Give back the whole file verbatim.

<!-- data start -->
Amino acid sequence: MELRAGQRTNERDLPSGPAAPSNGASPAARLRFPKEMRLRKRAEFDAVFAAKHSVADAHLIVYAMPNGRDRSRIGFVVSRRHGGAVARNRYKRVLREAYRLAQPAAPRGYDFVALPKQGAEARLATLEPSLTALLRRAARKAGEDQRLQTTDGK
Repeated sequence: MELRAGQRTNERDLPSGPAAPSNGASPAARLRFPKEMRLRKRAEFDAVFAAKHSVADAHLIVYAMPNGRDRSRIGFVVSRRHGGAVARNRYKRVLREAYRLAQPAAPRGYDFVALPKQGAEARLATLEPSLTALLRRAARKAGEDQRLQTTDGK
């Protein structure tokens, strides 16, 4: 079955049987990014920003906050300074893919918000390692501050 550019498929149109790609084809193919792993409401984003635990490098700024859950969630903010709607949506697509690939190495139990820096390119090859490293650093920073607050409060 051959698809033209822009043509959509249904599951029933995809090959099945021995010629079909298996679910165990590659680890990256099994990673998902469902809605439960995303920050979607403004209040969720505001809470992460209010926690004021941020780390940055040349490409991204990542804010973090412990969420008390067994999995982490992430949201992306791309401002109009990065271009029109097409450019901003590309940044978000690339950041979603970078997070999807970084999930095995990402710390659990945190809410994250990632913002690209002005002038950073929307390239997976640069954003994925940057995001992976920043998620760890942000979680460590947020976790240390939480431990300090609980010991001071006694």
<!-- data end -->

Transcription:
Amino acid sequence: MELRAGQRTNERDLPSGPAAPSNGASPAARLRFPKEMRLRKRAEFDAVFAAKHSVADAHLIVYAMPNGRDRSRIGFVVSRRHGGAVARNRYKRVLREAYRLAQPAAPRGYDFVALPKQGAEARLATLEPSLTALLRRAARKAGEDQRLQTTDGK
Repeated sequence: MELRAGQRTNERDLPSGPAAPSNGASPAARLRFPKEMRLRKRAEFDAVFAAKHSVADAHLIVYAMPNGRDRSRIGFVVSRRHGGAVARNRYKRVLREAYRLAQPAAPRGYDFVALPKQGAEARLATLEPSLTALLRRAARKAGEDQRLQTTDGK
């Protein structure tokens, strides 16, 4: 079955049987990014920003906050300074893919918000390692501050 550019498929149109790609084809193919792993409401984003635990490098700024859950969630903010709607949506697509690939190495139990820096390119090859490293650093920073607050409060 051959698809033209822009043509959509249904599951029933995809090959099945021995010629079909298996679910165990590659680890990256099994990673998902469902809605439960995303920050979607403004209040969720505001809470992460209010926690004021941020780390940055040349490409991204990542804010973090412990969420008390067994999995982490992430949201992306791309401002109009990065271009029109097409450019901003590309940044978000690339950041979603970078997070999807970084999930095995990402710390659990945190809410994250990632913002690209002005002038950073929307390239997976640069954003994925940057995001992976920043998620760890942000979680460590947020976790240390939480431990300090609980010991001071006694």